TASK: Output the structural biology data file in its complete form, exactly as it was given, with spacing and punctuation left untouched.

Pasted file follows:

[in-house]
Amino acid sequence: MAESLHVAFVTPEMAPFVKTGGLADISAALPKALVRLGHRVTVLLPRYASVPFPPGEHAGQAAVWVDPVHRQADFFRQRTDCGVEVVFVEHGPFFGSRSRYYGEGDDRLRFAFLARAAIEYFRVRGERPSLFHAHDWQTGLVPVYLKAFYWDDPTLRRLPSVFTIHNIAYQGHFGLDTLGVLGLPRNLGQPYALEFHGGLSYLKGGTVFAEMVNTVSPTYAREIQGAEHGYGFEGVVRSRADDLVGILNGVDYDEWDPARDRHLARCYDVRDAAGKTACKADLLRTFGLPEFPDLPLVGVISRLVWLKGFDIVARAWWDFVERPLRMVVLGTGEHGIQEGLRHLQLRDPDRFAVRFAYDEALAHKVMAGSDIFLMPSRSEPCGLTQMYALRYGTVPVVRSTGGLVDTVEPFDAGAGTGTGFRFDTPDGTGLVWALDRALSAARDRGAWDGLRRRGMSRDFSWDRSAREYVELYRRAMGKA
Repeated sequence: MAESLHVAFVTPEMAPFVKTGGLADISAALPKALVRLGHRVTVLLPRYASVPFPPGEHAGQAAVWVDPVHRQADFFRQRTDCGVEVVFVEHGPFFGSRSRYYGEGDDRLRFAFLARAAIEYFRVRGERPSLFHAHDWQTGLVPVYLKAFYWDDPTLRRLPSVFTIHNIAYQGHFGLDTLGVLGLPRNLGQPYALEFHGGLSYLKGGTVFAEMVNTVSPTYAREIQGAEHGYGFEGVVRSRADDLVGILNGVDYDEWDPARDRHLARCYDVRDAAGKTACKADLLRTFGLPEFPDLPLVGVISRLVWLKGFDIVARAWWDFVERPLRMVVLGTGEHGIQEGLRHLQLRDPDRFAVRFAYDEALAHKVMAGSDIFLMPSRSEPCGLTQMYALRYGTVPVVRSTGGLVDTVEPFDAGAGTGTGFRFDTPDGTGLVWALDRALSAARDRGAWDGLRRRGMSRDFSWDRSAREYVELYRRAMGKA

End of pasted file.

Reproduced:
[in-house]
Amino acid sequence: MAESLHVAFVTPEMAPFVKTGGLADISAALPKALVRLGHRVTVLLPRYASVPFPPGEHAGQAAVWVDPVHRQADFFRQRTDCGVEVVFVEHGPFFGSRSRYYGEGDDRLRFAFLARAAIEYFRVRGERPSLFHAHDWQTGLVPVYLKAFYWDDPTLRRLPSVFTIHNIAYQGHFGLDTLGVLGLPRNLGQPYALEFHGGLSYLKGGTVFAEMVNTVSPTYAREIQGAEHGYGFEGVVRSRADDLVGILNGVDYDEWDPARDRHLARCYDVRDAAGKTACKADLLRTFGLPEFPDLPLVGVISRLVWLKGFDIVARAWWDFVERPLRMVVLGTGEHGIQEGLRHLQLRDPDRFAVRFAYDEALAHKVMAGSDIFLMPSRSEPCGLTQMYALRYGTVPVVRSTGGLVDTVEPFDAGAGTGTGFRFDTPDGTGLVWALDRALSAARDRGAWDGLRRRGMSRDFSWDRSAREYVELYRRAMGKA
Repeated sequence: MAESLHVAFVTPEMAPFVKTGGLADISAALPKALVRLGHRVTVLLPRYASVPFPPGEHAGQAAVWVDPVHRQADFFRQRTDCGVEVVFVEHGPFFGSRSRYYGEGDDRLRFAFLARAAIEYFRVRGERPSLFHAHDWQTGLVPVYLKAFYWDDPTLRRLPSVFTIHNIAYQGHFGLDTLGVLGLPRNLGQPYALEFHGGLSYLKGGTVFAEMVNTVSPTYAREIQGAEHGYGFEGVVRSRADDLVGILNGVDYDEWDPARDRHLARCYDVRDAAGKTACKADLLRTFGLPEFPDLPLVGVISRLVWLKGFDIVARAWWDFVERPLRMVVLGTGEHGIQEGLRHLQLRDPDRFAVRFAYDEALAHKVMAGSDIFLMPSRSEPCGLTQMYALRYGTVPVVRSTGGLVDTVEPFDAGAGTGTGFRFDTPDGTGLVWALDRALSAARDRGAWDGLRRRGMSRDFSWDRSAREYVELYRRAMGKA